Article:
Though the happy ending is far from hard-won, cat fanciers and dog lovers will be pleased nonetheless.

CAT & DOG

Pretty pictures and a feel-good plot combine to create a pleasant, if not especially compelling, tale.

Cat, her three kittens, an old dog and an unnamed fisherman make up the cast of characters. Apparently strays, Cat and her family live under a bridge in an urban center (also pictured on the front endpapers). Colorful graffiti on the bridge supports offer greetings in a variety of languages as well as some mild in-jokes. (“Super Frog” is the title of a previous work, “Poppy” and “Scout” are, presumably, the pets to whom the book is dedicated, and other names are probably those of friends or relatives.) The action is straightforward and the tone, conversational. Cat, in search of fish to feed her family, gets trapped in a truck. An old dog ambles along looking for a place to sleep, briefly considers eating the kittens and then decides not to. Cat comes back from her unexpected seaside trip to find that her kittens and the dog have bonded. As always, the illustrations by veteran author-illustrator Foreman are attractive and atmospheric. Soft watercolor washes are particularly effective in the beach scenes (back endpapers included), but even the gritty city offers pink and yellow sunrises and starry blue skies overhead.

Though the happy ending is far from hard-won, cat fanciers and dog lovers will be pleased nonetheless. (Picture book. 4-7)

Pub Date: Oct. 1, 2014

ISBN: 978-1-4677-5124-7

Page Count: 32

Publisher: Andersen Press USA

Review Posted Online: Aug. 12, 2014

Kirkus Reviews Issue: Sept. 1, 2014

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While this is a fairly bland treatment compared to Deborah Lee Rose and Carey Armstrong-Ellis’ The Twelve Days of...

ON THE FIRST DAY OF KINDERGARTEN

Rabe follows a young girl through her first 12 days of kindergarten in this book based on the familiar Christmas carol.

The typical firsts of school are here: riding the bus, making friends, sliding on the playground slide, counting, sorting shapes, laughing at lunch, painting, singing, reading, running, jumping rope, and going on a field trip. While the days are given ordinal numbers, the song skips the cardinal numbers in the verses, and the rhythm is sometimes off: “On the second day of kindergarten / I thought it was so cool / making lots of friends / and riding the bus to my school!” The narrator is a white brunette who wears either a tunic or a dress each day, making her pretty easy to differentiate from her classmates, a nice mix in terms of race; two students even sport glasses. The children in the ink, paint, and collage digital spreads show a variety of emotions, but most are happy to be at school, and the surroundings will be familiar to those who have made an orientation visit to their own schools.

While this is a fairly bland treatment compared to Deborah Lee Rose and Carey Armstrong-Ellis’ The Twelve Days of Kindergarten (2003), it basically gets the job done. (Picture book. 4-7)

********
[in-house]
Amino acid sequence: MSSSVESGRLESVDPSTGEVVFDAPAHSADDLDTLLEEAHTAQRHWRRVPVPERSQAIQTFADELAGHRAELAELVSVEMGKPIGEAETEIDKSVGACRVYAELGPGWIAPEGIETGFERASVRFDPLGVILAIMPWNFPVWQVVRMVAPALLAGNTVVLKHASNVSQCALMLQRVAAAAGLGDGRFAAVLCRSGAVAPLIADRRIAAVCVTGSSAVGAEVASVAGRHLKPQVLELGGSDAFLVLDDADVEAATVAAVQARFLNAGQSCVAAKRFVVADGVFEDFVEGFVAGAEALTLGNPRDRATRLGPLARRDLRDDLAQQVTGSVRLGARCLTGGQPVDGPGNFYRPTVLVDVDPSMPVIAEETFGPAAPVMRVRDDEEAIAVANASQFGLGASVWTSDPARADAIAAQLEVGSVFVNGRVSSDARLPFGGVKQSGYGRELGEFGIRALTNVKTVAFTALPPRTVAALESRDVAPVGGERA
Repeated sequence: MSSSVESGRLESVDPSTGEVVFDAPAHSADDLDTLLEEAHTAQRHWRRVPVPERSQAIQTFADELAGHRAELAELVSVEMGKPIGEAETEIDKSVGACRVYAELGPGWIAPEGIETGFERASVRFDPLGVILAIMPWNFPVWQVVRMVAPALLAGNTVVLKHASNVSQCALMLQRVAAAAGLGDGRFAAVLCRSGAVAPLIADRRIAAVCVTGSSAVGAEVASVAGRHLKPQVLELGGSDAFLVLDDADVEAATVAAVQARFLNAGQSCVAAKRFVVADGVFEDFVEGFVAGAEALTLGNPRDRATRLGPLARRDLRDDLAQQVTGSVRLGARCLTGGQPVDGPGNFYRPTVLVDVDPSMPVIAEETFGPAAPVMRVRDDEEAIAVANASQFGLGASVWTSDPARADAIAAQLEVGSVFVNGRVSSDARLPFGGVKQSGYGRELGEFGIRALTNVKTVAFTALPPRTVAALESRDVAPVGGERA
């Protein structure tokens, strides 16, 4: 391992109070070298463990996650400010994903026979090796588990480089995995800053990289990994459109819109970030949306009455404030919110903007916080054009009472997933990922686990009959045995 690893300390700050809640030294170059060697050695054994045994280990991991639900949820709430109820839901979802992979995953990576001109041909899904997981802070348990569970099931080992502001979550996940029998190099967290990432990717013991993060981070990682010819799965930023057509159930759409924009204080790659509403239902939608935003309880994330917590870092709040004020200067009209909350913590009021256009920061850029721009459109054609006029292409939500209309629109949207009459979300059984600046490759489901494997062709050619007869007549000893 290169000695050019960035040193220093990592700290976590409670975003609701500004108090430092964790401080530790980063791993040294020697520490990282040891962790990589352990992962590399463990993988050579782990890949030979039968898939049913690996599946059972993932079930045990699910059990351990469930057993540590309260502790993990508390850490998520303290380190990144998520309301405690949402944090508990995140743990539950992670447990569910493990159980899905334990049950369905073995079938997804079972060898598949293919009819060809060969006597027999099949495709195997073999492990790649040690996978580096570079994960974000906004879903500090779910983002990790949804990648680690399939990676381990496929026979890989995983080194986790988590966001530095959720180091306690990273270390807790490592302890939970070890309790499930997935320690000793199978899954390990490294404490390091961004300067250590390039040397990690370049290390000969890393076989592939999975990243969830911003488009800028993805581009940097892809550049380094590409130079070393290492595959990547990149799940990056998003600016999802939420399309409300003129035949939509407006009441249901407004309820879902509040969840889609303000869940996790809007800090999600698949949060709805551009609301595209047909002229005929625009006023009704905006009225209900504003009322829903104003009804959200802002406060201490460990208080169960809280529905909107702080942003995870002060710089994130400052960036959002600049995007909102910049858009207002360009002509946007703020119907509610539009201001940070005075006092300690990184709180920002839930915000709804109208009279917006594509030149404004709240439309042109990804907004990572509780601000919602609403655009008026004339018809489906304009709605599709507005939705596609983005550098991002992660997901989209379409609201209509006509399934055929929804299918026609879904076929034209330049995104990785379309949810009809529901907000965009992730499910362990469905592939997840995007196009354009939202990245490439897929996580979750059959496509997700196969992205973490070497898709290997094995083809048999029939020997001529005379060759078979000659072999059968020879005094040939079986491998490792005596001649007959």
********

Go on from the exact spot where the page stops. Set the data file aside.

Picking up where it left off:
Pub Date: June 21, 2016

ISBN: 978-0-06-234834-0

Page Count: 32

Publisher: Harper/HarperCollins

Review Posted Online: May 4, 2016

Kirkus Reviews Issue: June 1, 2016

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A straightforward, effective approach to helping children cope with one of life’s commonplace yet emotionally fraught...

WHAT DO YOU DO WITH A PROBLEM?

A child struggles with the worry and anxiety that come with an unexpected problem.

In a wonderful balance of text and pictures, the team responsible for What Do You Do With an Idea (2014) returns with another book inspiring children to feel good about themselves. A child frets about a problem that won’t go away: “I wished it would just disappear. I tried everything I could to hide from it. I even found ways to disguise myself. But it still found me.” The spare, direct narrative is accompanied by soft gray illustrations in pencil and watercolor. The sepia-toned figure of the child is set apart from the background and surrounded by lots of white space, visually isolating the problem, which is depicted as a purple storm cloud looming overhead. Color is added bit by bit as the storm cloud grows and its color becomes more saturated. With a backpack and umbrella, the child tries to escape the problem while the storm swirls, awash with compass points scattered across the pages. The pages brighten into splashes of yellow as the child decides to tackle the problem head-on and finds that it holds promise for unlooked-for opportunity.

A straightforward, effective approach to helping children cope with one of life’s commonplace yet emotionally fraught situations, this belongs on the shelf alongside Molly Bang’s Sophie books. (Picture book. 4-7)

Pub Date: June 1, 2016

ISBN: 978-1-943-20000-9

Page Count: 44

Publisher: Compendium

Review Posted Online: March 30, 2016

Kirkus Reviews Issue: April 15, 2016

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